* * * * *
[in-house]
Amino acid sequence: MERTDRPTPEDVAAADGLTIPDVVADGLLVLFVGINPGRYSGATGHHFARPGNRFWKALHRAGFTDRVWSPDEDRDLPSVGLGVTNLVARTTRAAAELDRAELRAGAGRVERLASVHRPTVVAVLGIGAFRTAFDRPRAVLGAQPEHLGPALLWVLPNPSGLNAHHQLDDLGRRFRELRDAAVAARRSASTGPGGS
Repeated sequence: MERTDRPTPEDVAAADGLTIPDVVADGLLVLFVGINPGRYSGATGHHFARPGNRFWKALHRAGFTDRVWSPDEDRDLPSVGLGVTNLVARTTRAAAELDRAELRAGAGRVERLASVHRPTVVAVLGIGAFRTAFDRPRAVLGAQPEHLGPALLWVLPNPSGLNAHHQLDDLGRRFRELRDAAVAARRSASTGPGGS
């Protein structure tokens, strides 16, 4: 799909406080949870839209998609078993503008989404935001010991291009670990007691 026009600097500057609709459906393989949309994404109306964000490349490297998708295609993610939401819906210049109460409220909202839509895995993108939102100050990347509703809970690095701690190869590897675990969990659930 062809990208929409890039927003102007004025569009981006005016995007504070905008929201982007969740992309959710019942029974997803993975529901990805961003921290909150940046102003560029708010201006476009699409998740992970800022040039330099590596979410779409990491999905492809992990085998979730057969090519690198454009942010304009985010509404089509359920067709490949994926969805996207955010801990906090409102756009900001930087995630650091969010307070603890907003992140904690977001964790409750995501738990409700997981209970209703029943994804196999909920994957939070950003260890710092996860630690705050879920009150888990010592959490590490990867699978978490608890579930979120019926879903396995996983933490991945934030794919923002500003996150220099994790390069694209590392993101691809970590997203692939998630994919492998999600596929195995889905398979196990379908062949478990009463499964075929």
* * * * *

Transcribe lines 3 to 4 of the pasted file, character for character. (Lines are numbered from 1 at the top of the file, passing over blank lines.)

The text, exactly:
Repeated sequence: MERTDRPTPEDVAAADGLTIPDVVADGLLVLFVGINPGRYSGATGHHFARPGNRFWKALHRAGFTDRVWSPDEDRDLPSVGLGVTNLVARTTRAAAELDRAELRAGAGRVERLASVHRPTVVAVLGIGAFRTAFDRPRAVLGAQPEHLGPALLWVLPNPSGLNAHHQLDDLGRRFRELRDAAVAARRSASTGPGGS
């Protein structure tokens, strides 16, 4: 799909406080949870839209998609078993503008989404935001010991291009670990007691 026009600097500057609709459906393989949309994404109306964000490349490297998708295609993610939401819906210049109460409220909202839509895995993108939102100050990347509703809970690095701690190869590897675990969990659930 062809990208929409890039927003102007004025569009981006005016995007504070905008929201982007969740992309959710019942029974997803993975529901990805961003921290909150940046102003560029708010201006476009699409998740992970800022040039330099590596979410779409990491999905492809992990085998979730057969090519690198454009942010304009985010509404089509359920067709490949994926969805996207955010801990906090409102756009900001930087995630650091969010307070603890907003992140904690977001964790409750995501738990409700997981209970209703029943994804196999909920994957939070950003260890710092996860630690705050879920009150888990010592959490590490990867699978978490608890579930979120019926879903396995996983933490991945934030794919923002500003996150220099994790390069694209590392993101691809970590997203692939998630994919492998999600596929195995889905398979196990379908062949478990009463499964075929």